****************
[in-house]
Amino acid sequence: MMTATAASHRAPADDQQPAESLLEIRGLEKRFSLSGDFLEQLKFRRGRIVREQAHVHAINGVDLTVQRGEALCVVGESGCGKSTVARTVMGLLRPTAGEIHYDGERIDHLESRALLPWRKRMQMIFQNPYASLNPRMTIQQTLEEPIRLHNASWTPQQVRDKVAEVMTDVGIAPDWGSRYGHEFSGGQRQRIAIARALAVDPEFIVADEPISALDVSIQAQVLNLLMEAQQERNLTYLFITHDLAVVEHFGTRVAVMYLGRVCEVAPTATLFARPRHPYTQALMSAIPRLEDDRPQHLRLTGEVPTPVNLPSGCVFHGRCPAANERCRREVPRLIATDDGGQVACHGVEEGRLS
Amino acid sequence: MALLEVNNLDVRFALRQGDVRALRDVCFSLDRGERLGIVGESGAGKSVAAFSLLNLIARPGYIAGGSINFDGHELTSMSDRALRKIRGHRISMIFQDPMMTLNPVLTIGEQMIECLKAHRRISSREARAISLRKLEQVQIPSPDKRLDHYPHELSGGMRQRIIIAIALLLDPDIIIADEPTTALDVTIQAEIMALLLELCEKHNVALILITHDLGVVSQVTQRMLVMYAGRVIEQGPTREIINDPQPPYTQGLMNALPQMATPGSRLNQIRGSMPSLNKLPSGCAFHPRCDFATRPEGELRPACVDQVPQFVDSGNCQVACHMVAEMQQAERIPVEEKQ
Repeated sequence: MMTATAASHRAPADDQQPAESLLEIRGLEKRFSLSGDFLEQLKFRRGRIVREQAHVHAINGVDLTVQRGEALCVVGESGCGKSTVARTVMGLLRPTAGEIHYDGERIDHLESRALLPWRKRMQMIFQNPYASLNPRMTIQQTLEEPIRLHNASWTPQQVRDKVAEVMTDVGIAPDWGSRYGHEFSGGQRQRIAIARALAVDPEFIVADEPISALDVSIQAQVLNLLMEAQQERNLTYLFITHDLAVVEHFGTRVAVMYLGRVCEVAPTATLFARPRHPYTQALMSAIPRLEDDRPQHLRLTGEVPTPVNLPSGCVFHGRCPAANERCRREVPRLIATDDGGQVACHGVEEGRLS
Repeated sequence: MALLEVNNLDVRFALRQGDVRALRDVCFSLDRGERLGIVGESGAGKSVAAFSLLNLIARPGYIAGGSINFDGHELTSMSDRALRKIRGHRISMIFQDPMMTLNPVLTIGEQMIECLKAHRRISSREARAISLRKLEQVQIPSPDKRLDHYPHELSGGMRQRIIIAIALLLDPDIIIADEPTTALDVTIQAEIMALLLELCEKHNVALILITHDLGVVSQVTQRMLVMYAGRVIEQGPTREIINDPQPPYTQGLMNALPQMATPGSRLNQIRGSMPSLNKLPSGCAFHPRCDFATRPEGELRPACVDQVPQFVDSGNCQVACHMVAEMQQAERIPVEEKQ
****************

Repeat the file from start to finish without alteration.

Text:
[in-house]
Amino acid sequence: MMTATAASHRAPADDQQPAESLLEIRGLEKRFSLSGDFLEQLKFRRGRIVREQAHVHAINGVDLTVQRGEALCVVGESGCGKSTVARTVMGLLRPTAGEIHYDGERIDHLESRALLPWRKRMQMIFQNPYASLNPRMTIQQTLEEPIRLHNASWTPQQVRDKVAEVMTDVGIAPDWGSRYGHEFSGGQRQRIAIARALAVDPEFIVADEPISALDVSIQAQVLNLLMEAQQERNLTYLFITHDLAVVEHFGTRVAVMYLGRVCEVAPTATLFARPRHPYTQALMSAIPRLEDDRPQHLRLTGEVPTPVNLPSGCVFHGRCPAANERCRREVPRLIATDDGGQVACHGVEEGRLS
Amino acid sequence: MALLEVNNLDVRFALRQGDVRALRDVCFSLDRGERLGIVGESGAGKSVAAFSLLNLIARPGYIAGGSINFDGHELTSMSDRALRKIRGHRISMIFQDPMMTLNPVLTIGEQMIECLKAHRRISSREARAISLRKLEQVQIPSPDKRLDHYPHELSGGMRQRIIIAIALLLDPDIIIADEPTTALDVTIQAEIMALLLELCEKHNVALILITHDLGVVSQVTQRMLVMYAGRVIEQGPTREIINDPQPPYTQGLMNALPQMATPGSRLNQIRGSMPSLNKLPSGCAFHPRCDFATRPEGELRPACVDQVPQFVDSGNCQVACHMVAEMQQAERIPVEEKQ
Repeated sequence: MMTATAASHRAPADDQQPAESLLEIRGLEKRFSLSGDFLEQLKFRRGRIVREQAHVHAINGVDLTVQRGEALCVVGESGCGKSTVARTVMGLLRPTAGEIHYDGERIDHLESRALLPWRKRMQMIFQNPYASLNPRMTIQQTLEEPIRLHNASWTPQQVRDKVAEVMTDVGIAPDWGSRYGHEFSGGQRQRIAIARALAVDPEFIVADEPISALDVSIQAQVLNLLMEAQQERNLTYLFITHDLAVVEHFGTRVAVMYLGRVCEVAPTATLFARPRHPYTQALMSAIPRLEDDRPQHLRLTGEVPTPVNLPSGCVFHGRCPAANERCRREVPRLIATDDGGQVACHGVEEGRLS
Repeated sequence: MALLEVNNLDVRFALRQGDVRALRDVCFSLDRGERLGIVGESGAGKSVAAFSLLNLIARPGYIAGGSINFDGHELTSMSDRALRKIRGHRISMIFQDPMMTLNPVLTIGEQMIECLKAHRRISSREARAISLRKLEQVQIPSPDKRLDHYPHELSGGMRQRIIIAIALLLDPDIIIADEPTTALDVTIQAEIMALLLELCEKHNVALILITHDLGVVSQVTQRMLVMYAGRVIEQGPTREIINDPQPPYTQGLMNALPQMATPGSRLNQIRGSMPSLNKLPSGCAFHPRCDFATRPEGELRPACVDQVPQFVDSGNCQVACHMVAEMQQAERIPVEEKQ